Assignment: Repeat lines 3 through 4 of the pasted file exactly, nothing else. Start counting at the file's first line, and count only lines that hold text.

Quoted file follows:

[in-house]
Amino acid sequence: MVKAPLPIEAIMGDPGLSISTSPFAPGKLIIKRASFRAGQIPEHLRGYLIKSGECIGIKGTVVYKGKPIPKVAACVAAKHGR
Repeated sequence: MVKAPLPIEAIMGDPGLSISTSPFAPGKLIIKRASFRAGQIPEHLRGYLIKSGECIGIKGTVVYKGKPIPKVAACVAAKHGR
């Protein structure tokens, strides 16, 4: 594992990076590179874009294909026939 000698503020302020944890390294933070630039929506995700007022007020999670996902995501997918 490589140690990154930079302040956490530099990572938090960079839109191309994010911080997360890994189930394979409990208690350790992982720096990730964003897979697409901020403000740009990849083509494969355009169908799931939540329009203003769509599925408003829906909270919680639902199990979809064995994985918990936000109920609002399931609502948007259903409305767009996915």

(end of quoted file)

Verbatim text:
Repeated sequence: MVKAPLPIEAIMGDPGLSISTSPFAPGKLIIKRASFRAGQIPEHLRGYLIKSGECIGIKGTVVYKGKPIPKVAACVAAKHGR
């Protein structure tokens, strides 16, 4: 594992990076590179874009294909026939 000698503020302020944890390294933070630039929506995700007022007020999670996902995501997918 490589140690990154930079302040956490530099990572938090960079839109191309994010911080997360890994189930394979409990208690350790992982720096990730964003897979697409901020403000740009990849083509494969355009169908799931939540329009203003769509599925408003829906909270919680639902199990979809064995994985918990936000109920609002399931609502948007259903409305767009996915």